The fourth iteration of my personal site built with Gatsby and hosted with Netlify.
🚀 Quick Start
Install the Gatsby CLI
npm install -g gatsby-cli
Install and switch to the correct version of Node using NVM
Start the development server
Building and Running for Production
In addition to the development server started with
yarn start, you can also generate a full static production build and serve that to preview the site as it will appear once deployed:
🧐 What's inside?
A quick look at the top-level files and directories in this project.
/node_modules: The directory where all of the modules of code that your project depends on (npm packages) are automatically installed.
/src: This directory will contain all of the code related to what you will see on the front-end of your site (what you see in the browser), like your site header, or a page template. “Src” is a convention for “source code”.
.gitignore: This file tells git which files it should not track / not maintain a version history for.
.prettierrc: This is a configuration file for a tool called Prettier, which is a tool to help keep the formatting of your code consistent.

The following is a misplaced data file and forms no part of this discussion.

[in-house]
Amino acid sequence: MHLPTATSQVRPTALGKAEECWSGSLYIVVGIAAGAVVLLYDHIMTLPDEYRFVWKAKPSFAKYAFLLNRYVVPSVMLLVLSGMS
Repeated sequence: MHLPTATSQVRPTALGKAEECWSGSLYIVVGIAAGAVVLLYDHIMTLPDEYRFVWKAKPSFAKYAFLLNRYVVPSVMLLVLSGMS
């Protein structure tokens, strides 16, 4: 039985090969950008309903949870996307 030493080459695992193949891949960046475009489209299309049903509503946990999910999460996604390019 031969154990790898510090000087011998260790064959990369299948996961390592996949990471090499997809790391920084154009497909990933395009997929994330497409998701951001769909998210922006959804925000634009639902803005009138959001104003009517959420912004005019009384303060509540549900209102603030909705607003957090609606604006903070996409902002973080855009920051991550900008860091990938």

gatsby-browser.js: This file is where Gatsby expects to find any usage of the Gatsby browser APIs (if any). These allow customization/extension of default Gatsby settings affecting the browser.
gatsby-config.js: This is the main configuration file for a Gatsby site. This is where you can specify information about your site (metadata) like the site title and description, which Gatsby plugins you’d like to include, etc. (Check out the config docs for more detail).
gatsby-node.js: This file is where Gatsby expects to find any usage of the Gatsby node APIs (if any). These allow customization/extension of default Gatsby settings affecting pieces of the site build process.
gatsby-ssr.js: This file is where Gatsby expects to find any usage of the Gatsby server-side rendering APIs (if any). These allow customization of default Gatsby settings affecting server-side rendering.
LICENSE: Gatsby is licensed under the MIT license.
package.jsonbelow, first). This is an automatically generated file based on the exact versions of your npm dependencies that were installed for your project. (You won’t change this file directly).
package.json: A manifest file for Node.js projects, which includes things like metadata (the project’s name, author, etc). This manifest is how npm knows which packages to install for your project.
README.md: A text file containing useful reference information about your project.
yarn.lock: Yarn is a package manager alternative to npm. You can use either yarn or npm, though all of the Gatsby docs reference npm. This file serves essentially the same purpose as
package-lock.json, just for a different package management system.